When we’re good to our environment, our environment is good to us. This is the basic principle of permaculture, the agricultural philosophy that focuses on whole systems thinking and simulating or directly utilizing patterns and features found in natural ecosystems. Permaculture aims to design systems that work with and benefit nature, rather than harming or disrupting it.
Permaculture relies heavily on observing natural ecosystems, and learning about things like wind patterns, wildlife movement within a specific area, and how plants grow and thrive under natural conditions. Once these natural patterns and features are understood, they can be mimicked or utilized in small-scale, sustainable ways, like agricultural and environmental methods like hydroponic gardening, edible landscaping, or composting.
Permaculture also heavily empathizes connectivity between all the elements of an ecosystem, and works to make sure each element of a system is benefiting others, like the natural partnership between bees and flowers, which allows bees to receive nectar and pollen in exchange for spreading the pollen, which allows flowers to reproduce. Permaculture also promotes the least amount of change for the greatest possible impact, and works to make sure they we can get what we need for natural ecosystems without causing damage or disrupting the natural flow. If there is a way to mimic or utilize a natural system, permaculture promotes that approach over actively trying to change or enhance the system.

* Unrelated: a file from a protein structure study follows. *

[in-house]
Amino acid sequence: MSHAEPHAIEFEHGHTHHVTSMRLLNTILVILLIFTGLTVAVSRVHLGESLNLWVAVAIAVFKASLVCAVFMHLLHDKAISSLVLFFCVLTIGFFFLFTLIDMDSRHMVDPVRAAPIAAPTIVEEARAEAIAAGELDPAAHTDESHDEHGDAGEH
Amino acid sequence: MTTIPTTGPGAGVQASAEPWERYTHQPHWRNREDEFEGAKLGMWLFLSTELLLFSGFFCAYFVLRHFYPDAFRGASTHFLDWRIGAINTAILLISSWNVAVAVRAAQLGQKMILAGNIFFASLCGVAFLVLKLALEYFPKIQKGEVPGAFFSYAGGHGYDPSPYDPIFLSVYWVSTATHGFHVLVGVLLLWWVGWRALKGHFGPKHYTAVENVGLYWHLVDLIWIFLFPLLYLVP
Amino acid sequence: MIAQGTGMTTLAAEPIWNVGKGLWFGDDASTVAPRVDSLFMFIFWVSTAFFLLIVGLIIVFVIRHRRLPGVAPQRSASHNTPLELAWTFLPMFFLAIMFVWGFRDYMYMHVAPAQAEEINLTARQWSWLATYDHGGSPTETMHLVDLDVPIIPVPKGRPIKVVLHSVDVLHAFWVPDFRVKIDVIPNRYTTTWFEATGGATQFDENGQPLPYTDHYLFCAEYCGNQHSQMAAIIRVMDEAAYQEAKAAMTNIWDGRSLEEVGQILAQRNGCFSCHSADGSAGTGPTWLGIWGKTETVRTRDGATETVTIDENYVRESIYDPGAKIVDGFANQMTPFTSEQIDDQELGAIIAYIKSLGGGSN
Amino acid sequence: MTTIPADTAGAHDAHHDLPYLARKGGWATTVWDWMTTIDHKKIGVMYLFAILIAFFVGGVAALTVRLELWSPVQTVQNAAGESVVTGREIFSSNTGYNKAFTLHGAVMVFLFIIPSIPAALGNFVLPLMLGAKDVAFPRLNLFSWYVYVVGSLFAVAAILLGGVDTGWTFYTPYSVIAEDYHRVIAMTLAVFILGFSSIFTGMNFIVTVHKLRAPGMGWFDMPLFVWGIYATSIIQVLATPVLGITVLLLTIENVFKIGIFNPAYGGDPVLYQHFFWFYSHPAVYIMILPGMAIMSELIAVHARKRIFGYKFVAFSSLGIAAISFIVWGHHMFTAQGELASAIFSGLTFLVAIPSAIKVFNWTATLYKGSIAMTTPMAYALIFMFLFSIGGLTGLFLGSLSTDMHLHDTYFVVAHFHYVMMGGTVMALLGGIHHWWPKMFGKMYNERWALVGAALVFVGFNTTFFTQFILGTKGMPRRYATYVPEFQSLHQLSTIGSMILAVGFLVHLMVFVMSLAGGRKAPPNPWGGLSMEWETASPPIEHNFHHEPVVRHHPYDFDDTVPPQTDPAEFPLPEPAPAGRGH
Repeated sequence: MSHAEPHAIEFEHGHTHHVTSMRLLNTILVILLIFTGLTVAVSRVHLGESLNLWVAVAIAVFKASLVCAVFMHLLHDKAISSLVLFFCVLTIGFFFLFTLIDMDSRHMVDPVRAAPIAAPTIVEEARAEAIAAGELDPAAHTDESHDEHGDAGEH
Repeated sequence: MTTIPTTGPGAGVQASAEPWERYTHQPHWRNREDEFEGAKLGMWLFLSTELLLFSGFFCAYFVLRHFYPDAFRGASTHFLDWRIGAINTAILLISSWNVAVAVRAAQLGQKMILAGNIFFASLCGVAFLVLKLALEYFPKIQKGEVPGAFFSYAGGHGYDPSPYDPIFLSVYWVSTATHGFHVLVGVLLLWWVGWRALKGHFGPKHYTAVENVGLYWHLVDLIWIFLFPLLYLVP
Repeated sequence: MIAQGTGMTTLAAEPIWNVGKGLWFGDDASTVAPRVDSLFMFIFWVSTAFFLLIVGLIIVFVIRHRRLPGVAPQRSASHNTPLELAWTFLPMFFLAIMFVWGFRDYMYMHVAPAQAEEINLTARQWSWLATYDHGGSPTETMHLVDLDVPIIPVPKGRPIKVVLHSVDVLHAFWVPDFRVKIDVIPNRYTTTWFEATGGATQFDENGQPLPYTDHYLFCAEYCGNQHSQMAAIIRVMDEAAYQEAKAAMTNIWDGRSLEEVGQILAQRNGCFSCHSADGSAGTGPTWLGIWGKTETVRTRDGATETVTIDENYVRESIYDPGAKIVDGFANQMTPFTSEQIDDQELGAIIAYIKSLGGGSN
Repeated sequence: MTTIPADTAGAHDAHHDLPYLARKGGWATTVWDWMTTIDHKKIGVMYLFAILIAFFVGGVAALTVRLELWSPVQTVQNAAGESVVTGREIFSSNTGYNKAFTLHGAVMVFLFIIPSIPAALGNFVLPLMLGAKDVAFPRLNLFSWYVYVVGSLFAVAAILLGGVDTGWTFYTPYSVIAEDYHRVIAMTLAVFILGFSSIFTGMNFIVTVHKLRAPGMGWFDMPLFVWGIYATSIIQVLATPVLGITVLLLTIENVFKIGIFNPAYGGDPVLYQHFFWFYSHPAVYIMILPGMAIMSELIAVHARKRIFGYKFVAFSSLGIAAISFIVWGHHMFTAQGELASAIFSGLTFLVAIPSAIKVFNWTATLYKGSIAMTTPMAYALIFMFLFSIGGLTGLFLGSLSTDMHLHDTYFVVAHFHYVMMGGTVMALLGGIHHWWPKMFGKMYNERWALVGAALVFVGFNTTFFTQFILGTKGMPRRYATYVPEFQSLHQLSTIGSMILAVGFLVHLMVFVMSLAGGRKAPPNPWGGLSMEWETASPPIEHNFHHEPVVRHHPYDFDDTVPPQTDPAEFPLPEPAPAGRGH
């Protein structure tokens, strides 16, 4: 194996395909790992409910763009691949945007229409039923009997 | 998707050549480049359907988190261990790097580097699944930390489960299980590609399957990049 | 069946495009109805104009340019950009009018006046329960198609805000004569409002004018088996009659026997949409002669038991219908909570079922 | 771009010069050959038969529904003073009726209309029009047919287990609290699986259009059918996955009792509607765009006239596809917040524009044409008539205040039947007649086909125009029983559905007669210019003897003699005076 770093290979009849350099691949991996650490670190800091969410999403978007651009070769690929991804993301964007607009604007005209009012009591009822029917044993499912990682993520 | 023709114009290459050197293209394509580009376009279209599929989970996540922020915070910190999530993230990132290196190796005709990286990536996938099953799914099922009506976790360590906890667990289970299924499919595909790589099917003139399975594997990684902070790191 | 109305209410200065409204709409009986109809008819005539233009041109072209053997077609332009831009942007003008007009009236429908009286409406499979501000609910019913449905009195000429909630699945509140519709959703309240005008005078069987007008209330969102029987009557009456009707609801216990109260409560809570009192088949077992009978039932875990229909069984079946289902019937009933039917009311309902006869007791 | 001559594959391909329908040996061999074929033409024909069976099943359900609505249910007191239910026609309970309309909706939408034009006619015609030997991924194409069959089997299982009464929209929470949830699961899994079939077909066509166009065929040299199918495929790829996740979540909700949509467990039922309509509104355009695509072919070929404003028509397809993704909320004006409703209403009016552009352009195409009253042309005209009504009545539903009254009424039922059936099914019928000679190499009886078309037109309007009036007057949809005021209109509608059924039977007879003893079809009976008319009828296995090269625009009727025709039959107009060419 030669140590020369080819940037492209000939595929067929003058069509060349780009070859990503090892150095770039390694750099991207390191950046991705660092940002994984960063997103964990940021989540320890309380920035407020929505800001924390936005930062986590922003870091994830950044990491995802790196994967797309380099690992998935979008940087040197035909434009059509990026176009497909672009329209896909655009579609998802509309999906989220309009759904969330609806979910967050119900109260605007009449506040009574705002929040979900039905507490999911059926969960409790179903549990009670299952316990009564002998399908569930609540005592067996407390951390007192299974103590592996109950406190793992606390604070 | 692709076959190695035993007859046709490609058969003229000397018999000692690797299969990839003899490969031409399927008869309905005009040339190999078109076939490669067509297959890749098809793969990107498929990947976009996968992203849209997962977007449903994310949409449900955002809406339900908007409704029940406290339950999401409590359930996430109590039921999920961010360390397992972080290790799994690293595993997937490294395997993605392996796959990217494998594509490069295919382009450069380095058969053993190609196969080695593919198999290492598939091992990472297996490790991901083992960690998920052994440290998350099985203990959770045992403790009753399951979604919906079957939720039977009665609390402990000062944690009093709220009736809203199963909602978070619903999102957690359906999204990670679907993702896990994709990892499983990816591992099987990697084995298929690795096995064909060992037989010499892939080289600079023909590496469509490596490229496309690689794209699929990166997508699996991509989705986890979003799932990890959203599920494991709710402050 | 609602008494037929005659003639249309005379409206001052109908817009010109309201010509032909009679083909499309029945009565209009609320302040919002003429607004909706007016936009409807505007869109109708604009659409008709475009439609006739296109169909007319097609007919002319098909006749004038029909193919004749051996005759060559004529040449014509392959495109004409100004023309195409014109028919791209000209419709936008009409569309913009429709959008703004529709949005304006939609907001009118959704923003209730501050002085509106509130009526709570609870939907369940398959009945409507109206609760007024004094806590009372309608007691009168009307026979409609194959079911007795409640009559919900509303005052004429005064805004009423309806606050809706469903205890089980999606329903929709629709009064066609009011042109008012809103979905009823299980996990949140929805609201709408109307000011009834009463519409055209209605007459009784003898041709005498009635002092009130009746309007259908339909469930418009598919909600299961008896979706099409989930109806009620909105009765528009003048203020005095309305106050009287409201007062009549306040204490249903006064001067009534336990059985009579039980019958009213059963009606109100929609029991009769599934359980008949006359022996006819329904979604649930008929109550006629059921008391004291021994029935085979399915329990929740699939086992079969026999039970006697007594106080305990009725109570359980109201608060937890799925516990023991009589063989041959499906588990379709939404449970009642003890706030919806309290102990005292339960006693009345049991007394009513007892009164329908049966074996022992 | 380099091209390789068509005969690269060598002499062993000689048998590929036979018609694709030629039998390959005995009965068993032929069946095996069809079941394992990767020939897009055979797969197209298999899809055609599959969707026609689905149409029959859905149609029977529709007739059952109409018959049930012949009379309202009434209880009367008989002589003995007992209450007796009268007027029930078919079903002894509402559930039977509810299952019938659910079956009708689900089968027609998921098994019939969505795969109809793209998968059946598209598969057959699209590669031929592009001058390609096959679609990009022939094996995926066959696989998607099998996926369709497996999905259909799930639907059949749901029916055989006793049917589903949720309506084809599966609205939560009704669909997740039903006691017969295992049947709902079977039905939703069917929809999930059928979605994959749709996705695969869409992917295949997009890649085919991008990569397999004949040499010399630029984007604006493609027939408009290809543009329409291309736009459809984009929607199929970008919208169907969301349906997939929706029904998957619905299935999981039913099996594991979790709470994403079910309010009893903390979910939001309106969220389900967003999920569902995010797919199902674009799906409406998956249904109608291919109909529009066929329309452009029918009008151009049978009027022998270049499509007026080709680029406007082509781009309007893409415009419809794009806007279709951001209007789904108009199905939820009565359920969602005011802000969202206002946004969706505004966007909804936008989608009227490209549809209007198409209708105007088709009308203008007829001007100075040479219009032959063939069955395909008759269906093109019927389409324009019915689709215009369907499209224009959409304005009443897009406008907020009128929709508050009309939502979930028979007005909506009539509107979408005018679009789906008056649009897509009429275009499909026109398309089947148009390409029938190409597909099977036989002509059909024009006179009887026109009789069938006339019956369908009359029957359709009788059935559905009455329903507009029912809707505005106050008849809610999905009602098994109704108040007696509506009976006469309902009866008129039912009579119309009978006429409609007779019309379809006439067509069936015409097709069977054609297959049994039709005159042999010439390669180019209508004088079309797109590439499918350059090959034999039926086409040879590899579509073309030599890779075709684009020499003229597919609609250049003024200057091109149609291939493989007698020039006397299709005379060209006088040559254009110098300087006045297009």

By providing a mindset that teaches us to observe, utilize, and re-create our natural resources rather than disrupt or destroy them, permaculture promotes a sustainable and healthy way of life that allows us, our community, and our local environments to thrive.
Subscribe To Our Podcast On Your Favorite Podcast App: